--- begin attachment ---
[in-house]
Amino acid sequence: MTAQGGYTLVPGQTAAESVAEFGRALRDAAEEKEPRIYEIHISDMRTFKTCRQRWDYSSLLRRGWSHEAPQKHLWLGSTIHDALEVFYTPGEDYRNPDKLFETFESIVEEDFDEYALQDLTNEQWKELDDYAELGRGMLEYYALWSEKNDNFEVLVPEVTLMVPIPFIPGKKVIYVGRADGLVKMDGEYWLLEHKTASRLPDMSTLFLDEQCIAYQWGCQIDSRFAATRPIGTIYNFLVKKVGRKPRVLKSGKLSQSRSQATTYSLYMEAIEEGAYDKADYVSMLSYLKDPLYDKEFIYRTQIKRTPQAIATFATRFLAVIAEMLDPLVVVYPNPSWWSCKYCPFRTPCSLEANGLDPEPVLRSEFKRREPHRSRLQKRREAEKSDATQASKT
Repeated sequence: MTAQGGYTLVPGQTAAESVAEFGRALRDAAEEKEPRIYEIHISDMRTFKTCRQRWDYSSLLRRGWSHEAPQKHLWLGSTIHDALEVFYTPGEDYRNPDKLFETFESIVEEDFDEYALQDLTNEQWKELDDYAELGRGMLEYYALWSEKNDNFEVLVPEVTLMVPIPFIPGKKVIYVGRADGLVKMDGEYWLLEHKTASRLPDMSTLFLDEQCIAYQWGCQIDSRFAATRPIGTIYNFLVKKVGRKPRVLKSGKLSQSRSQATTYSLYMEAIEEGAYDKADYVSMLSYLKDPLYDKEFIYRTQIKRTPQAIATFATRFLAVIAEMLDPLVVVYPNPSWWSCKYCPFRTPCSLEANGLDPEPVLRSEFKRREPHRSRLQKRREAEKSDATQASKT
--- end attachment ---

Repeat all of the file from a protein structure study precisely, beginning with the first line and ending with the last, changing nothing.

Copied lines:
[in-house]
Amino acid sequence: MTAQGGYTLVPGQTAAESVAEFGRALRDAAEEKEPRIYEIHISDMRTFKTCRQRWDYSSLLRRGWSHEAPQKHLWLGSTIHDALEVFYTPGEDYRNPDKLFETFESIVEEDFDEYALQDLTNEQWKELDDYAELGRGMLEYYALWSEKNDNFEVLVPEVTLMVPIPFIPGKKVIYVGRADGLVKMDGEYWLLEHKTASRLPDMSTLFLDEQCIAYQWGCQIDSRFAATRPIGTIYNFLVKKVGRKPRVLKSGKLSQSRSQATTYSLYMEAIEEGAYDKADYVSMLSYLKDPLYDKEFIYRTQIKRTPQAIATFATRFLAVIAEMLDPLVVVYPNPSWWSCKYCPFRTPCSLEANGLDPEPVLRSEFKRREPHRSRLQKRREAEKSDATQASKT
Repeated sequence: MTAQGGYTLVPGQTAAESVAEFGRALRDAAEEKEPRIYEIHISDMRTFKTCRQRWDYSSLLRRGWSHEAPQKHLWLGSTIHDALEVFYTPGEDYRNPDKLFETFESIVEEDFDEYALQDLTNEQWKELDDYAELGRGMLEYYALWSEKNDNFEVLVPEVTLMVPIPFIPGKKVIYVGRADGLVKMDGEYWLLEHKTASRLPDMSTLFLDEQCIAYQWGCQIDSRFAATRPIGTIYNFLVKKVGRKPRVLKSGKLSQSRSQATTYSLYMEAIEEGAYDKADYVSMLSYLKDPLYDKEFIYRTQIKRTPQAIATFATRFLAVIAEMLDPLVVVYPNPSWWSCKYCPFRTPCSLEANGLDPEPVLRSEFKRREPHRSRLQKRREAEKSDATQASKT